Weeds also don’t need a lot of nutrients and minerals to survive. Unless they are right up near plant roots, they aren’t “hogging” all the soil’s nutrients.
I visited an organic garden over the summer and took to heart the gardener’s recommendation to embrace the weeds. I pulled weeds that grew in the plant beds and left those growing in the walkways and open areas.
About once a month, I cut the weeds down with a hedge trimmer so I didn’t have to walk through weeds up to my knees. We live in the woods in an area that is a hotbed for ticks (including deer ticks) so keeping the weeds short was also a matter of health concerns. Ticks love living in long weeds.
In general though, I didn’t concern myself much with the weeds. It saved me a bunch of time not having to pull them all and weeds are also much softer to kneel on than wood chips or pavers.
Plant What You Eat
If you don’t love to eat it, don’t grow it.
We grew squash and eggplant, tomatoes and peppers, raspberries, blackberries and carrots. We like most of those things, but we ended wasting or having to get creative using the green peppers and tomatoes. I don’t really love either one of those things.
Everyone seems to grow tomatoes, maybe because they are easy? For us, however, they were one of the worst-performing crops this year and no one wanted to eat them anyway. We definitely won’t be growing green peppers or tomatoes next year. Live and learn.
The Garden Is In Control
If you have some grand plan about how everything in your garden will grow, forget it. The garden is in control. We can make a concerted effort to properly care for the garden, but not everything will work out.
This year, our pumpkins never grew. I have no idea why. My older son’s beloved seven foot tall sunflower caught some disease and quickly tumbled to the ground. He was so sad, but nothing I tried could save it.
On the other hand, the eggplants thrived and we had a plethora of spicy peppers. Don’t stress over how it all turns out. Give it a good faith effort and know that some things just can’t be controlled.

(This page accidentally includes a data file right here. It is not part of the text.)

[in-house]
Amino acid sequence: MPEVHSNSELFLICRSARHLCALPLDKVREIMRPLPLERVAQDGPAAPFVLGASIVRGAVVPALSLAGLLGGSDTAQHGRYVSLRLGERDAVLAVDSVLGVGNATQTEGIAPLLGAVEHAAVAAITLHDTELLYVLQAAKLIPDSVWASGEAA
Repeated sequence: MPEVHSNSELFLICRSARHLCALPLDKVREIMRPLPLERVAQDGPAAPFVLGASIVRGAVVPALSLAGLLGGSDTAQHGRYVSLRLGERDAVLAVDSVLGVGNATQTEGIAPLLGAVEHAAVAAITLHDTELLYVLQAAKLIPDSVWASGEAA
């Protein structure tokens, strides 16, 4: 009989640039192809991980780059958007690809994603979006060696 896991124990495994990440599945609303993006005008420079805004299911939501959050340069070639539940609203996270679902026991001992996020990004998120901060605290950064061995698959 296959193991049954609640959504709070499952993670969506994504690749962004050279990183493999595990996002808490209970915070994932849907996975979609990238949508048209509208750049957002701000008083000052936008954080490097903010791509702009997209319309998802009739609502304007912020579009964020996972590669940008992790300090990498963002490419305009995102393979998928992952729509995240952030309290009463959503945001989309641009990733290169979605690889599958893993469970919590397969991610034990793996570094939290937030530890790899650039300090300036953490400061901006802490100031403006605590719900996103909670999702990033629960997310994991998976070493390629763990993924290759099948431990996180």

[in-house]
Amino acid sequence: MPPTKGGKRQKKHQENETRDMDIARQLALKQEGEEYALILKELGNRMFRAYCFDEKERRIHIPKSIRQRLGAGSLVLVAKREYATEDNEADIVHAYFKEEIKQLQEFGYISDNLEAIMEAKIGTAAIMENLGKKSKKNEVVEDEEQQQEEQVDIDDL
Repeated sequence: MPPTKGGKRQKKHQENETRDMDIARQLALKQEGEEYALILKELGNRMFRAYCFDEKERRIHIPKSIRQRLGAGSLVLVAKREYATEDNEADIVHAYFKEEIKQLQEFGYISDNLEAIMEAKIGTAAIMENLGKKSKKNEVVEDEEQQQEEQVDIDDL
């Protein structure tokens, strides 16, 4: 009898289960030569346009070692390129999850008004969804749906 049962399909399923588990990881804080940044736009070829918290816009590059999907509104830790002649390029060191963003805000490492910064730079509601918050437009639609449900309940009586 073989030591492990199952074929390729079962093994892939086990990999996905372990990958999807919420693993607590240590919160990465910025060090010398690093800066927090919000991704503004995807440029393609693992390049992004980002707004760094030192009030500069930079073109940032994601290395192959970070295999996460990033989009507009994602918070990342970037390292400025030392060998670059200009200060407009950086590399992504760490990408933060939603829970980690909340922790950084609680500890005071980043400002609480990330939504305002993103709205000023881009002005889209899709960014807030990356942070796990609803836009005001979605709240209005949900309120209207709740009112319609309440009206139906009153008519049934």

We Love Raspberries
I never liked raspberries. I tried them many times, and hated the texture. Then we grew raspberries in our own backyard, and now I’m converted.
Ours are smaller and more flavorful than store-bought version. And… I grew them, so of course they taste better! I still don’t really like the store-bought ones.
We’ve heard many times that kids are more likely to eat and enjoy foods they help prepare, and growing a garden is a perfect example of this. Apparently it works for adults too!
I really enjoyed having a garden this past year. Not everything was perfect, but it gave me a good reason to get outside and dig in the dirt. It took less time to manage than I anticipated, in part due to not caring about everything being perfect. I also got a close up look at the life cycle of what I eat.
In today’s culture, consumers are so far removed from the food supply chain. Few people know how food is grown, where it comes from, or what resources it takes to produce just a single piece of food. Although I still don’t see the full life cycle of most of the food that ends up in my kitchen, growing a garden (even if it’s small) reinforces the value of what goes into producing food and why we must not waste it.
If you have a small plot of space or even a few containers on a patio that could be used for a garden, I highly recommend it. I’ve already started preparing our garden for next year.